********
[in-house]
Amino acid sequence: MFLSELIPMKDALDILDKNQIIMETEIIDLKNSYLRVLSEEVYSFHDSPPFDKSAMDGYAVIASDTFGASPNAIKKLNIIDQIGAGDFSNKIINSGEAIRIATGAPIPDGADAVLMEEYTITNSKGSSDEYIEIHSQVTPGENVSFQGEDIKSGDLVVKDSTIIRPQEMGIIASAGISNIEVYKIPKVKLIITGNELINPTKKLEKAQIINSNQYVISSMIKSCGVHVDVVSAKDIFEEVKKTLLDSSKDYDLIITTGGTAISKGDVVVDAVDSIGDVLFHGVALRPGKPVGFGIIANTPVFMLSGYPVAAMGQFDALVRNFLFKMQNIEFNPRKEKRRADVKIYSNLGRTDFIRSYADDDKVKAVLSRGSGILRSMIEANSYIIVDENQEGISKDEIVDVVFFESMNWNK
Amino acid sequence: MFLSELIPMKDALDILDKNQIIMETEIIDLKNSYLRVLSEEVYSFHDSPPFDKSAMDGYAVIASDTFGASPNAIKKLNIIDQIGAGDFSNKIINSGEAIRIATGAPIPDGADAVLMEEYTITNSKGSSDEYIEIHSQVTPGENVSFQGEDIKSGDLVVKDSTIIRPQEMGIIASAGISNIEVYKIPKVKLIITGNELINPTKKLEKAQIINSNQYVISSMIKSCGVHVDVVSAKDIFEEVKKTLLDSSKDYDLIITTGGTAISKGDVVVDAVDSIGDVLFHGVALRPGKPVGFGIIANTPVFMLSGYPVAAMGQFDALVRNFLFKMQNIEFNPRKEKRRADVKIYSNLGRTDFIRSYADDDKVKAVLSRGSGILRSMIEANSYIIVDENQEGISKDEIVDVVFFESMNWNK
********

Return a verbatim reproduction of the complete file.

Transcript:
[in-house]
Amino acid sequence: MFLSELIPMKDALDILDKNQIIMETEIIDLKNSYLRVLSEEVYSFHDSPPFDKSAMDGYAVIASDTFGASPNAIKKLNIIDQIGAGDFSNKIINSGEAIRIATGAPIPDGADAVLMEEYTITNSKGSSDEYIEIHSQVTPGENVSFQGEDIKSGDLVVKDSTIIRPQEMGIIASAGISNIEVYKIPKVKLIITGNELINPTKKLEKAQIINSNQYVISSMIKSCGVHVDVVSAKDIFEEVKKTLLDSSKDYDLIITTGGTAISKGDVVVDAVDSIGDVLFHGVALRPGKPVGFGIIANTPVFMLSGYPVAAMGQFDALVRNFLFKMQNIEFNPRKEKRRADVKIYSNLGRTDFIRSYADDDKVKAVLSRGSGILRSMIEANSYIIVDENQEGISKDEIVDVVFFESMNWNK
Amino acid sequence: MFLSELIPMKDALDILDKNQIIMETEIIDLKNSYLRVLSEEVYSFHDSPPFDKSAMDGYAVIASDTFGASPNAIKKLNIIDQIGAGDFSNKIINSGEAIRIATGAPIPDGADAVLMEEYTITNSKGSSDEYIEIHSQVTPGENVSFQGEDIKSGDLVVKDSTIIRPQEMGIIASAGISNIEVYKIPKVKLIITGNELINPTKKLEKAQIINSNQYVISSMIKSCGVHVDVVSAKDIFEEVKKTLLDSSKDYDLIITTGGTAISKGDVVVDAVDSIGDVLFHGVALRPGKPVGFGIIANTPVFMLSGYPVAAMGQFDALVRNFLFKMQNIEFNPRKEKRRADVKIYSNLGRTDFIRSYADDDKVKAVLSRGSGILRSMIEANSYIIVDENQEGISKDEIVDVVFFESMNWNK